OCR for page 16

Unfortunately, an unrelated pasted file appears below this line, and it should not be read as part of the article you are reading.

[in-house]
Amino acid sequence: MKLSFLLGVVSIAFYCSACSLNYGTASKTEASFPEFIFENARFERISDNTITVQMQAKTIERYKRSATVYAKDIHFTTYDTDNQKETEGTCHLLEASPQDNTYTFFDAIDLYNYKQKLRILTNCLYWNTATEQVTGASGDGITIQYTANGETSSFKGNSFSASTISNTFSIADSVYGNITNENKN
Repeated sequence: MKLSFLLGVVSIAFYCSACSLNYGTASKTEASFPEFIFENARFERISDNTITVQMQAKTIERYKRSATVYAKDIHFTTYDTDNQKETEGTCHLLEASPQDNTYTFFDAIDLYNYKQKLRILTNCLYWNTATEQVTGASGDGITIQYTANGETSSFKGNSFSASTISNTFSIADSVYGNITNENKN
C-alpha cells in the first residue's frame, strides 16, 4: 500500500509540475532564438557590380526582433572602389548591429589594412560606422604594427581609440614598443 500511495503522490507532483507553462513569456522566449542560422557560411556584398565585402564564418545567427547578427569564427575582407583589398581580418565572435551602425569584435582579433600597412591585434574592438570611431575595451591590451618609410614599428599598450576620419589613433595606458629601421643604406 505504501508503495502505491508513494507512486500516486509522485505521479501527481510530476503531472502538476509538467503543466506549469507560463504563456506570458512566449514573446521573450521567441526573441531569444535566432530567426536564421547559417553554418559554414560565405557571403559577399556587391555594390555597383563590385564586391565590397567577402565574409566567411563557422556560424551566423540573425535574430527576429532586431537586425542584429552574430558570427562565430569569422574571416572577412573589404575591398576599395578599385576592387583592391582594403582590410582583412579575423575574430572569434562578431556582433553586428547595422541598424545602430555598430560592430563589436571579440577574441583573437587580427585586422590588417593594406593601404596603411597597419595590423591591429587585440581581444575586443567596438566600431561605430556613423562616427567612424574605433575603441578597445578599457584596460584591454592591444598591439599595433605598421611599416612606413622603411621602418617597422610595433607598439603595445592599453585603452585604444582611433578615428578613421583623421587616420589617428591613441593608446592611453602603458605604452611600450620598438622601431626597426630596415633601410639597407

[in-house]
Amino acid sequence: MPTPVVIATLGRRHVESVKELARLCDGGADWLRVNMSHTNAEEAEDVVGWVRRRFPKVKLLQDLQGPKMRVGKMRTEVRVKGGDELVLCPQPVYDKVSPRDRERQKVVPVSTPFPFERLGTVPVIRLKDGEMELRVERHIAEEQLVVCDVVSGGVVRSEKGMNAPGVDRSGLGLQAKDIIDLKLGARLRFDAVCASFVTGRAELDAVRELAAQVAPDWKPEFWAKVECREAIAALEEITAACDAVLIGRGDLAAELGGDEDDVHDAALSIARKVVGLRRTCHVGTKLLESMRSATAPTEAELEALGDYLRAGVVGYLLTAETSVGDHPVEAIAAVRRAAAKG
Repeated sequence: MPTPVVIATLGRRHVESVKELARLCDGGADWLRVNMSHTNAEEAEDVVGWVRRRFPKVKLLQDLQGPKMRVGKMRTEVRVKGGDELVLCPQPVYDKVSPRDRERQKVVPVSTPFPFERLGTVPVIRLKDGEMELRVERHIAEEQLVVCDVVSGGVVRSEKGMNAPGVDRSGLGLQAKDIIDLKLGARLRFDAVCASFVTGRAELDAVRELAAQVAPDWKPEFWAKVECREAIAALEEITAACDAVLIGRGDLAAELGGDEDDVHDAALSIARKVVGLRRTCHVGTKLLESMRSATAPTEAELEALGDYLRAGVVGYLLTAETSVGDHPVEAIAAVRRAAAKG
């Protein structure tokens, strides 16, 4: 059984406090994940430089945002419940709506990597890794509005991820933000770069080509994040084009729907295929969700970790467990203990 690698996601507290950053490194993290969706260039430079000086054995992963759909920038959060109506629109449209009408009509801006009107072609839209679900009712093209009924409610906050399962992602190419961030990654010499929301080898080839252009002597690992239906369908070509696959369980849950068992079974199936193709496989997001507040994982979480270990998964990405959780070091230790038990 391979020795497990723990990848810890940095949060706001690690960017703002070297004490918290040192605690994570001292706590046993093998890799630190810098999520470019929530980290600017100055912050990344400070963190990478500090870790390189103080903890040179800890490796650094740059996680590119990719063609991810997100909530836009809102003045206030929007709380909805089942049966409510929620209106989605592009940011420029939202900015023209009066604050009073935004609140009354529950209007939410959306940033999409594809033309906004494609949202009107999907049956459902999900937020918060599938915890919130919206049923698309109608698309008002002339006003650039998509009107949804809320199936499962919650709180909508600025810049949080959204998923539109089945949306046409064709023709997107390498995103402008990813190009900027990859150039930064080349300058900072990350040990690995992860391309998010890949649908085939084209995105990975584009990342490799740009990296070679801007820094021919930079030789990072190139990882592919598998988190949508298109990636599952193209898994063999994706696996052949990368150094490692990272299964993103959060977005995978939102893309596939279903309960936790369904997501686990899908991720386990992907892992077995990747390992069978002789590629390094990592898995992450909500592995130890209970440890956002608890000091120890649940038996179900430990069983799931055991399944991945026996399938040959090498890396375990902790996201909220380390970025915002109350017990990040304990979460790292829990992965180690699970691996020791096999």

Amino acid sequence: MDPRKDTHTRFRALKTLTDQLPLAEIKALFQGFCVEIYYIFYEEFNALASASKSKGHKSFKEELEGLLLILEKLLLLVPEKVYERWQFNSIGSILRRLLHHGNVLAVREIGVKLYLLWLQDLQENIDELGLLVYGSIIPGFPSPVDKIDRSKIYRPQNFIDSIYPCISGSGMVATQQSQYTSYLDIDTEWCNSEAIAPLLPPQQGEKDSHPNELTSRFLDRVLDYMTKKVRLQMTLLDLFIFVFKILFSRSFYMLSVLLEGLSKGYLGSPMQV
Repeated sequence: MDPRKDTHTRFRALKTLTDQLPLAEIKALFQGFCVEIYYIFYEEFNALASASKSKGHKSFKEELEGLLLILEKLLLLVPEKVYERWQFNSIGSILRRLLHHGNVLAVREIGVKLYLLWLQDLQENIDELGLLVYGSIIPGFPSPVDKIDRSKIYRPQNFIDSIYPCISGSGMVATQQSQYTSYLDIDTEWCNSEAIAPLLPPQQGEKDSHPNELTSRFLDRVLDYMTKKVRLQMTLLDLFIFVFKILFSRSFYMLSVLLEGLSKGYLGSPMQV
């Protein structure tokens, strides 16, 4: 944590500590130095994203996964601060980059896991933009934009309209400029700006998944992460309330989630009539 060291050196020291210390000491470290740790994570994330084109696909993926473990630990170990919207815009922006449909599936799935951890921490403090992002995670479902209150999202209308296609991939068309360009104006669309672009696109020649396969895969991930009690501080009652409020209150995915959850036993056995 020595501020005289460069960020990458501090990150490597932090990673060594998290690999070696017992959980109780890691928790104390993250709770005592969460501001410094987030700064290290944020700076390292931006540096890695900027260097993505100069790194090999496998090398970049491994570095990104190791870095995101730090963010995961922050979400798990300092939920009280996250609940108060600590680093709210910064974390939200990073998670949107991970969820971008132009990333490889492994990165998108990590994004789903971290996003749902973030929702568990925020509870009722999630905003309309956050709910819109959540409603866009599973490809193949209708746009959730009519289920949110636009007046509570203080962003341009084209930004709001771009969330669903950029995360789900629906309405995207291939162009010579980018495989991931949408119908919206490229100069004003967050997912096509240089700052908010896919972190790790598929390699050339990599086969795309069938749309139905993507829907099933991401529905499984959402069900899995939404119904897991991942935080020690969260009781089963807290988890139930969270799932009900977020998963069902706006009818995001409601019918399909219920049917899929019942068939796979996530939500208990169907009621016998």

Scientific and Humane Issues in the Use of Random Source Dogs and Cats in Research animals, including pets for the pet trade, exhibitor animals and laboratory animals for research. Some Class B Laboratory Animal Dealers deal with live animals other than dogs or cats, and some Class B Laboratory Animal Dealers do not deal with live animals (USDA Sec. 1.1). USDA Class B Laboratory Animal Dealer of Live Random Source and Non-Random Source Dogs and Cats: a specific group of USDA-licensed Laboratory Animal Dealer that buys and sells live random and non-random source dogs and cats for research. Only a Class B dealer is permitted to acquire random source dogs and cats for resale. The statement of task specifically involves USDA Class B Laboratory Animal Dealers of Live Random Source and Non-Random Source Dogs and Cats. Because the Committee’s deliberations and recommendations do not pertain to other types of Class B dealers or animals, this designation is important to define as the specific category of dealers under consideration in this report. OVERVIEW OF EXISTING ANIMAL WELFARE REGULATIONS AND GUIDELINES In addition to the Congressional efforts cited above, a number of well-established and widely accepted regulations and guidelines inform the research use of laboratory animals. An abiding principle in biomedical research is that reproducible and valid scientific data require healthy3 and well-cared-for laboratory animals. The biomedical research community is very much aware of this principle, and subscribes to a number of laws, regulations, guidelines, and voluntary compliance measures, summarized below, that ensure humane animal care, but also good science. 3Rs: All laws, guidelines and policies involving sentient research animals incorporate the principles originally put forth in Russell and Burch (1959) and updated in the Guidelines for the Care and Use of Mammals in Neuroscience and Behavioral Research (NRC 2003): Reduction: Alternatives as methods for obtaining comparable levels of information from the use of fewer animals in scientific procedures, or for obtaining more information from the same number of animals. Refinement: Alternatives as methods which alleviate or minimize 3 See Chapter 3 for discussion on rare exceptions.